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South Jersey libraries expand offerings to accommodate customers staying home
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South Jersey libraries expand offerings to accommodate customers staying home


GALLOWAY TOWNSHIP — Joanne Garofolo, who previously lived in Nebraska, moved here in June 2018 and has used the township’s public library to familiarize herself with her new home.

Garofolo became a member of the Atlantic County Library system in July 2018 and joined the monthly evening book club that fall.

With libraries closed to the public due to the COVID-19 pandemic, Garofolo has used the county library website to download a book and also participated in a virtual meeting of the book club earlier this month.

Garofolo mostly listened, but she was happy that the attempt was made to keep the book club going even if it had to be virtual.

“For me, I was just getting back into reading again,” said Garofolo, 52. “Being able to meet with this group and hear what they read gave me the motivation and interest to learn about new publications and old publications. Things that would intrigue me. ... I know it (reading) is a way to help your mind de-stress and to give you another outlet for something to enjoy.”

Similar to other South Jersey systems and branches, the Atlantic County Library System decided to expand their online offerings, so that residents would have more choices as they obeyed the governor’s stay-at-home executive order, and the library buildings remained closed to the public.

The Atlantic County Library System has two eCollections: an expanded Overdrive with eBooks and eAudiobooks; and Axis 360, where 4,000 books for kindergarteners through 12th-graders will be available until June 30, said Regina Bell, the library system director.

“Branch librarians are doing storytime through Facebook,” Bell said.

On April 20, Jaimie Vigue, the Ventnor branch manager and a librarian, read, “I’m the Biggest Thing in the Ocean” by Kevin Sherry.

The Atlantic County Library System also has a new feature on Facebook that it started on April 13 called “UnCovered,” where staff members share reading recommendations and reviews.

The Atlantic City Free Public Library, which is not a part of the county system, is providing what several other branches and systems are also offering.

This month, the Atlantic City library started offering Hoopla, a digital streaming service of more than 700,000 titles. With a valid library card, members can stream and download audiobooks, comics, eBooks, movies, music and television shows.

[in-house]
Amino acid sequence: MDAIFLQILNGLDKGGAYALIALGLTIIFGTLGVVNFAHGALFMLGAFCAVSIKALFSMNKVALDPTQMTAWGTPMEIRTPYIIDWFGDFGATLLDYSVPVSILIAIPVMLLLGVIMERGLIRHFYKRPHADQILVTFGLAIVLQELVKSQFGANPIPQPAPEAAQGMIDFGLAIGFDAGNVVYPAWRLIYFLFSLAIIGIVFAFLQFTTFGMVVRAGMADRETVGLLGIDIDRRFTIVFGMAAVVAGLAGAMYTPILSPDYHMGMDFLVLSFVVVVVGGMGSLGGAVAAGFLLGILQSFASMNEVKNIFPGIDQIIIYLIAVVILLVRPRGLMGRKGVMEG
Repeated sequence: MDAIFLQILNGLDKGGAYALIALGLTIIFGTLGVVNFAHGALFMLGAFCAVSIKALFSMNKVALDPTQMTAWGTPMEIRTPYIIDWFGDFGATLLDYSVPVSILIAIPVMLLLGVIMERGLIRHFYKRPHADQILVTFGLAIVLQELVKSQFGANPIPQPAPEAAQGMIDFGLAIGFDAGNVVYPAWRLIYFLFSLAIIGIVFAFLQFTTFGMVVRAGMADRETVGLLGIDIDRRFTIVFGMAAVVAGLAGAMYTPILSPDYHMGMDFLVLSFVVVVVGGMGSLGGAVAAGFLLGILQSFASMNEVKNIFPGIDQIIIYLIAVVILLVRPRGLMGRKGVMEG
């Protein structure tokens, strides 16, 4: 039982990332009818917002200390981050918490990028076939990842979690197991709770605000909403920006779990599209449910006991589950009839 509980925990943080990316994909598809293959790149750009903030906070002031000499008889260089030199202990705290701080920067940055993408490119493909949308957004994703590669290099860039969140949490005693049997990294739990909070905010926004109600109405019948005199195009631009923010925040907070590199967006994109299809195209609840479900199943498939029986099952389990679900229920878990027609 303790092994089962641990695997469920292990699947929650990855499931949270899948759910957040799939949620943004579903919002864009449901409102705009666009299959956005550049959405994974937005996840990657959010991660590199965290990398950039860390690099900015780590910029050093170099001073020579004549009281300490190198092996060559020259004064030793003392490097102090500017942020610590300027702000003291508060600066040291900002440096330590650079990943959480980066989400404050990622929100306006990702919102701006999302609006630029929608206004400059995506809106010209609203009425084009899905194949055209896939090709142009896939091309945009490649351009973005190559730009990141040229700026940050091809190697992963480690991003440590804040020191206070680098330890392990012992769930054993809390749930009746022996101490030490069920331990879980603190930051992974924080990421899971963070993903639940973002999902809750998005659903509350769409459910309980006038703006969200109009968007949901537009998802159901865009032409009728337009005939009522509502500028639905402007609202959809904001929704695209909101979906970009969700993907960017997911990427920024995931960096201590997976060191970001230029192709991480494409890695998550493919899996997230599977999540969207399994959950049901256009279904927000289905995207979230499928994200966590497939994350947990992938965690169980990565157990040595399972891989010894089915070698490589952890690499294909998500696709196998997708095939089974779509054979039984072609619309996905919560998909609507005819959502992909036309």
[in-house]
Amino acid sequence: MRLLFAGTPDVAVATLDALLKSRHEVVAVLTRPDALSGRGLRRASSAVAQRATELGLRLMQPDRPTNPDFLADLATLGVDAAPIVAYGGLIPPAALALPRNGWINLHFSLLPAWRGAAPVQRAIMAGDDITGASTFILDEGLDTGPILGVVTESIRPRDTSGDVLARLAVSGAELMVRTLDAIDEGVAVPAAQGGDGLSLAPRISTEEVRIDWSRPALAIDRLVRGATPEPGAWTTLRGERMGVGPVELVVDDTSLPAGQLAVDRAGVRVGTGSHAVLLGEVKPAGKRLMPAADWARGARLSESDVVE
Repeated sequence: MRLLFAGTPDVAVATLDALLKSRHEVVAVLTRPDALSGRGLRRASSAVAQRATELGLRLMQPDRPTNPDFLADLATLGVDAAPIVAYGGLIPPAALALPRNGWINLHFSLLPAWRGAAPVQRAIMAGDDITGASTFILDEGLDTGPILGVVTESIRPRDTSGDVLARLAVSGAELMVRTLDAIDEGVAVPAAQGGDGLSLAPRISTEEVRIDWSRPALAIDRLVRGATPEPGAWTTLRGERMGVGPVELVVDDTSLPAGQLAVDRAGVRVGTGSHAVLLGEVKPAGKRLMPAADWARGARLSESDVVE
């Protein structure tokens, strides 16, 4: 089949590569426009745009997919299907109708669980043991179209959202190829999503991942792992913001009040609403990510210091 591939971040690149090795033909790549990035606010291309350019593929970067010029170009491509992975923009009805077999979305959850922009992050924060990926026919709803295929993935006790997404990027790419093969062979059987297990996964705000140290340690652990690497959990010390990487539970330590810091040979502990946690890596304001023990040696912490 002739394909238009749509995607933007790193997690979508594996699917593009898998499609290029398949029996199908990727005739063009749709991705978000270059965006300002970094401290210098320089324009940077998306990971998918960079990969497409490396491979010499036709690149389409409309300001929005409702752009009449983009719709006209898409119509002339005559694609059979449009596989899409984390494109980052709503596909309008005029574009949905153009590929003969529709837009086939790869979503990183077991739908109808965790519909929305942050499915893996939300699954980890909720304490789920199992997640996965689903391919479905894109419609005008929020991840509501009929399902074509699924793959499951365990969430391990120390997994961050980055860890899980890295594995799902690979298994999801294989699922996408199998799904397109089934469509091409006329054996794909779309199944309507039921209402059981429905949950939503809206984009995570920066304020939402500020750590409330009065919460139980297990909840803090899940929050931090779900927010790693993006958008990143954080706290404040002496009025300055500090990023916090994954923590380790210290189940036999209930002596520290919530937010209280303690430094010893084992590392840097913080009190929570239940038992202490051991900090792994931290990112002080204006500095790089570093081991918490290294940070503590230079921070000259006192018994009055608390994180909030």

“Even while our physical locations are closed, we’re committed to providing resources and programs to meet the educational, recreational and informational needs of the Atlantic City community,” said library Director Robert Rynkiewicz in a statement.

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The Atlantic City library is also offering the Overdrive service, so people can download audiobooks and ebooks.

The Atlantic City library created an online library card renewal for people whose cards have expired, so that way they can use their card for Hoopla, Overdrive and other services.

Nearly all of the library’s online resources are available to its members, including — a service that allows students to get live, one-on-one homework help from an online tutor.

The Cape May County Library has made new library cards entirely online, offers Hoopla and also has been recording special storytimes.

But, the library also has its own different offerings such as Libby for more digital eBooks, eAudiobooks, movies and music and a doubling in the number of digital magazines that have been made available through the library’s Flipster subscription.

While its patrons are staying at home, the Cape May County Library has been working hard to make sure its communities are still connected to great resources and even some new digital programming, said Andrea Orsini, the library director.

“Staff are creating videos for reading recommendations, yoga classes, baking demonstrations, art lessons and guitar lessons on our YouTube and Facebook pages. We’ve also started an online book club that participants can attend and participate in via a chat group. Moving forward, we will continue to increase our virtual program offerings,” Orsini said.

The Cumberland County Library offers a different system for elearning for all ages and all levels called Brainfuse, which provides for live, online tutoring from 2 to 11 p.m. daily, said Susanne Sacchetti, the library director.

“My staff and I are doing email outreach and making phone calls to find out what we can do to further assistance them,” said Sacchetti about library members.

The Cumberland County Library is also offering a temporary limited access or virtual library card, Sacchetti said.

“We lifted a lot of barriers. Residents should email for access to a virtual (library) card,” said Sacchetti, who added the email address is “My staff are checking it every day.”

The Ocean County Library is temporarily closed also, but the library system has enhanced its digital services through its website and social platforms, said Susan Quinn, the director.

Shore To View, the library’s expanding video collection, includes children’s songs and activities, step-by-step crafting lessons, book suggestions and business tips.

The library’s digital Concierge Service lets children, teens and adults pinpoint their favorite genres and titles of eBooks and audiobooks, receive recommendations and offer feedback about books and series.

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